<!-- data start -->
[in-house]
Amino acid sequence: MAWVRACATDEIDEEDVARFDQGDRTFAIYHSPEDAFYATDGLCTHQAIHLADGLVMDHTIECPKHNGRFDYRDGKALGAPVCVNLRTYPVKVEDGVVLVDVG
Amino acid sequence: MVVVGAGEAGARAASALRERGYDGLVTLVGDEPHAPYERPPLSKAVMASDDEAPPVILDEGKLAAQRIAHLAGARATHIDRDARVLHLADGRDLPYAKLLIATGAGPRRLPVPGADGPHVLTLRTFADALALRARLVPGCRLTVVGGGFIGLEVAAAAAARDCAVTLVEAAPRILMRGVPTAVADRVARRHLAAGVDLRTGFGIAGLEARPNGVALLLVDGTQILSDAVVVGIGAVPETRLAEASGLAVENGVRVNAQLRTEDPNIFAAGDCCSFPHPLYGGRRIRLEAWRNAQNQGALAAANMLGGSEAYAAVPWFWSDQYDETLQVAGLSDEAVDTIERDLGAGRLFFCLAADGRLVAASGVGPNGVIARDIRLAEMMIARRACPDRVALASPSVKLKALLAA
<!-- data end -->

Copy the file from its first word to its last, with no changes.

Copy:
[in-house]
Amino acid sequence: MAWVRACATDEIDEEDVARFDQGDRTFAIYHSPEDAFYATDGLCTHQAIHLADGLVMDHTIECPKHNGRFDYRDGKALGAPVCVNLRTYPVKVEDGVVLVDVG
Amino acid sequence: MVVVGAGEAGARAASALRERGYDGLVTLVGDEPHAPYERPPLSKAVMASDDEAPPVILDEGKLAAQRIAHLAGARATHIDRDARVLHLADGRDLPYAKLLIATGAGPRRLPVPGADGPHVLTLRTFADALALRARLVPGCRLTVVGGGFIGLEVAAAAAARDCAVTLVEAAPRILMRGVPTAVADRVARRHLAAGVDLRTGFGIAGLEARPNGVALLLVDGTQILSDAVVVGIGAVPETRLAEASGLAVENGVRVNAQLRTEDPNIFAAGDCCSFPHPLYGGRRIRLEAWRNAQNQGALAAANMLGGSEAYAAVPWFWSDQYDETLQVAGLSDEAVDTIERDLGAGRLFFCLAADGRLVAASGVGPNGVIARDIRLAEMMIARRACPDRVALASPSVKLKALLAA